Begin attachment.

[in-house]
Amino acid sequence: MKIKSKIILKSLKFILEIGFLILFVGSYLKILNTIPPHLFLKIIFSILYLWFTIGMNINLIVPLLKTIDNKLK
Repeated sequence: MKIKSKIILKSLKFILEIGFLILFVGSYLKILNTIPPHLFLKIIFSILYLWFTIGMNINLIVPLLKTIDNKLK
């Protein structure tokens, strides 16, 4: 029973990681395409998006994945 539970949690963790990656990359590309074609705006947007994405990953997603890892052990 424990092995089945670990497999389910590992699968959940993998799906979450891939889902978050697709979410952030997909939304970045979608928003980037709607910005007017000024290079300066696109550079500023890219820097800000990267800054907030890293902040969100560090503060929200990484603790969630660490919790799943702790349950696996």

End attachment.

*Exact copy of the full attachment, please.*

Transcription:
[in-house]
Amino acid sequence: MKIKSKIILKSLKFILEIGFLILFVGSYLKILNTIPPHLFLKIIFSILYLWFTIGMNINLIVPLLKTIDNKLK
Repeated sequence: MKIKSKIILKSLKFILEIGFLILFVGSYLKILNTIPPHLFLKIIFSILYLWFTIGMNINLIVPLLKTIDNKLK
């Protein structure tokens, strides 16, 4: 029973990681395409998006994945 539970949690963790990656990359590309074609705006947007994405990953997603890892052990 424990092995089945670990497999389910590992699968959940993998799906979450891939889902978050697709979410952030997909939304970045979608928003980037709607910005007017000024290079300066696109550079500023890219820097800000990267800054907030890293902040969100560090503060929200990484603790969630660490919790799943702790349950696996």